On 25 February the 24th Brandenburg Regiment entered the gap left by the 3rd Zouaves. Some detachments pushed beyond the stipulated objectives as far as Fort Douaumont. Here, partly because of a French staff and command muddle, the garrison numbered less than 60. Emboldened by the curious inactivity of the fort, a few pioneers, under a sergeant named Kunze, pressed through the outer defences to the dry moat. Still undetected, they climbed through a gun embrasure in to one of the fort's galleries. Though German 42cm shells had not inflicted critical damage on the fort, the shock waves and fumes they produced had driven the defenders to shelter in the bowels of the fort. Kunze was followed in by three more small groups of Brandenburgers and the dejected garrison surrendered by 4.30 pm.
The capture of such a prize at minimal cost sparked national rejoicing in Germany. The attackers appeared to have a clear route into Verdun and the commander of the French Central Army Group, De Langle de Cary, had already advocated withdrawal to the heights to the east and south-east. However, the combative De Castelnau, at French General Headquarters, opposed this policy. Having ensured that Pétain's Second Army would be brought out of reserve to hold the left bank of the Meuse, he travelled to Verdun on 25 February and scotched all thoughts of retirement. He also called for Pétain's area of responsibility to embrace the right bank of the Meuse, which was to be defended at all costs. To some extent these measures were playing into Falkenhayn's hands, yet, as De Castelnau knew, French doctrine and national sentiment made it inconceivable to abandon Verdun.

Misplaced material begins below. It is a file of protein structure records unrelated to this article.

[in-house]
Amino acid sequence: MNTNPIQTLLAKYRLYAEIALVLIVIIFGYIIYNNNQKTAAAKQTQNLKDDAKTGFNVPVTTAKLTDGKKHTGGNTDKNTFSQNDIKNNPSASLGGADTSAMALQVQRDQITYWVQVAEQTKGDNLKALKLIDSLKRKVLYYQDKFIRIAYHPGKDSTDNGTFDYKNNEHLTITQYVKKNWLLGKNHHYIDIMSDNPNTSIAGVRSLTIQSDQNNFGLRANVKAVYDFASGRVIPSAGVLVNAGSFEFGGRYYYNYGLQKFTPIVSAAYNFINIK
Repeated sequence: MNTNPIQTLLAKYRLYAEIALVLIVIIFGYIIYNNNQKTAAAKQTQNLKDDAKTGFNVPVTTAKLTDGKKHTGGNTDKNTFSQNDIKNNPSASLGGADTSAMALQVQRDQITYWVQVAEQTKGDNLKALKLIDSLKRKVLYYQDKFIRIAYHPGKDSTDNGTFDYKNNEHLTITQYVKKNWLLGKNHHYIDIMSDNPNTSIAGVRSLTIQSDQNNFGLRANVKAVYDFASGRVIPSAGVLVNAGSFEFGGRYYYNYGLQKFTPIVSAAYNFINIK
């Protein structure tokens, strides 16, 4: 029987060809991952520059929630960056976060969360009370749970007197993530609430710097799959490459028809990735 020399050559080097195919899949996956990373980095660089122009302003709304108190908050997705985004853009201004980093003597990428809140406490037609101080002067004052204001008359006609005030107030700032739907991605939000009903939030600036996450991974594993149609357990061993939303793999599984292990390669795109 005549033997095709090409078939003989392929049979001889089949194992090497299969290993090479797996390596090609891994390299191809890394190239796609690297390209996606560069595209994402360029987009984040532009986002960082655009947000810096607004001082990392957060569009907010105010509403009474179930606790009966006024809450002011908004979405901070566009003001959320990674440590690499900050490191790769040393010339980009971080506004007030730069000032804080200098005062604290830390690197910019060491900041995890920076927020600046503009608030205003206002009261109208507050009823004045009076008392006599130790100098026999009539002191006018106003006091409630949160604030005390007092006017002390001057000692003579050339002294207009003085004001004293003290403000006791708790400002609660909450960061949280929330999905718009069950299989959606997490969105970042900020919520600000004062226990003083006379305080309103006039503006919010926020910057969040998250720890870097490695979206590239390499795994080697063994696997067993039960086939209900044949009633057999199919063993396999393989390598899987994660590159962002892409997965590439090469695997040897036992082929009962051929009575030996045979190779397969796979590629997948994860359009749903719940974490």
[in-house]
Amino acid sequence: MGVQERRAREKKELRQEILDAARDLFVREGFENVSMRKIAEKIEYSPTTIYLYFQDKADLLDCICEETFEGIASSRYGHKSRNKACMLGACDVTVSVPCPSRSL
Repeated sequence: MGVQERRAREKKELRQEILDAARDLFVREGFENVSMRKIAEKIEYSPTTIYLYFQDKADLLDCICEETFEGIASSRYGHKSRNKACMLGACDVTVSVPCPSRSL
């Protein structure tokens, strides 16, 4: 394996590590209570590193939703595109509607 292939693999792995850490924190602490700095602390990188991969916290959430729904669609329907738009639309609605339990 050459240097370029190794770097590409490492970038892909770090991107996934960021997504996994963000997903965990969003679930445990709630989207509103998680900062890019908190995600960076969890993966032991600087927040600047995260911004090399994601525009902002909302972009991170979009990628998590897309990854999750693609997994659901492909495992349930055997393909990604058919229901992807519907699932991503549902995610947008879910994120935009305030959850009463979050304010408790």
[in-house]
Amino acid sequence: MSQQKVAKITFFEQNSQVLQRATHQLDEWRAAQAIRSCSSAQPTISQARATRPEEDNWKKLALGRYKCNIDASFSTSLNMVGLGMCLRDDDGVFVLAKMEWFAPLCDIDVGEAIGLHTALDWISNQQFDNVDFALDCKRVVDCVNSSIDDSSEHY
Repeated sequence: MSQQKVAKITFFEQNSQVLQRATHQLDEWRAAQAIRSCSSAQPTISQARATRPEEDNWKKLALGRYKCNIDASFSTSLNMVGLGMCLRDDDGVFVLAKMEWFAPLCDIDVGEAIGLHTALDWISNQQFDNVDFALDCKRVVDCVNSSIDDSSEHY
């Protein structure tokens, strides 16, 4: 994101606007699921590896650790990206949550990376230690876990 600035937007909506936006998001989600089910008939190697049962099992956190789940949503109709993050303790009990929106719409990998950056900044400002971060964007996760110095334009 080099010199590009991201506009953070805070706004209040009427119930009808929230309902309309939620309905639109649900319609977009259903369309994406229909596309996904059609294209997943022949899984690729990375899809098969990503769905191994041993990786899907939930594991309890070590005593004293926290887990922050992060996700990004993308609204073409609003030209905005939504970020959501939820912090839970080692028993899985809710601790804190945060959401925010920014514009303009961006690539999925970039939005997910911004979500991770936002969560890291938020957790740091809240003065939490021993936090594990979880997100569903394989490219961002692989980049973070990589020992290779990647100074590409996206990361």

Like Plumer at Ypres in 1915, the pragmatic Pétain's preference would probably have been controlled withdrawal. However, as an unambitious officer who shunned intrigue and ostentation, Pétain was ideally suited to the role in which he was now cast. Again like Plumer, he understood modern firepower and was trusted by his troops. His very presence at Verdun lifted morale and he inspired renewed confidence in the Verdun forts as the backbone of a 'Line of Resistance'. French artillery was concentrated to give the Germans a taste of attrition. Above all, Pétain grasped the importance of logistics. As rail links to Verdun were cut by German long-range artillery, he took pains to ensure that supplies were maintained along the single viable route south - a road which became known as the Voie Sacrée (Sacred Way). By June vehicles were moving up and down this lifeline at the rate of one every 14 seconds.
An American volunteer pilot described what he saw from the air that summer:
'Every sign of humanity has been swept away. The woods and roads have vanished like chalk wiped from a blackboard; of the villages nothing remains but gray smears where stone walls have tumbled together. The great forts of Douaumant and Vaux are outlined faintly, like the tracings of a finger in wet sand. Of the trenches only broken, half-obliterated links are visible.'
An Extract from Campaign 93: Verdun 1916
The Chasseurs' stand and Colonel Driant's death